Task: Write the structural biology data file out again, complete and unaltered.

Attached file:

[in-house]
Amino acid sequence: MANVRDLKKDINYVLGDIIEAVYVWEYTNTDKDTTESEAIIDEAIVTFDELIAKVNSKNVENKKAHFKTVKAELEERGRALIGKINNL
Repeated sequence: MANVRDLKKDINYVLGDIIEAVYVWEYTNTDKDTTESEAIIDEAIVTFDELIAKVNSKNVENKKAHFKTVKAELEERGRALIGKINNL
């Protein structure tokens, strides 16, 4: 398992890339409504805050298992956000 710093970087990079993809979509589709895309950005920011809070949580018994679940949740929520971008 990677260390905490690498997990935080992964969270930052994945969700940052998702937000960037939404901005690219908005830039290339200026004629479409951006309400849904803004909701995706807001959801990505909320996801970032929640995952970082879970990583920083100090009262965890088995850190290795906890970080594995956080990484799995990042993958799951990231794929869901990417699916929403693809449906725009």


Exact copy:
[in-house]
Amino acid sequence: MANVRDLKKDINYVLGDIIEAVYVWEYTNTDKDTTESEAIIDEAIVTFDELIAKVNSKNVENKKAHFKTVKAELEERGRALIGKINNL
Repeated sequence: MANVRDLKKDINYVLGDIIEAVYVWEYTNTDKDTTESEAIIDEAIVTFDELIAKVNSKNVENKKAHFKTVKAELEERGRALIGKINNL
């Protein structure tokens, strides 16, 4: 398992890339409504805050298992956000 710093970087990079993809979509589709895309950005920011809070949580018994679940949740929520971008 990677260390905490690498997990935080992964969270930052994945969700940052998702937000960037939404901005690219908005830039290339200026004629479409951006309400849904803004909701995706807001959801990505909320996801970032929640995952970082879970990583920083100090009262965890088995850190290795906890970080594995956080990484799995990042993958799951990231794929869901990417699916929403693809449906725009």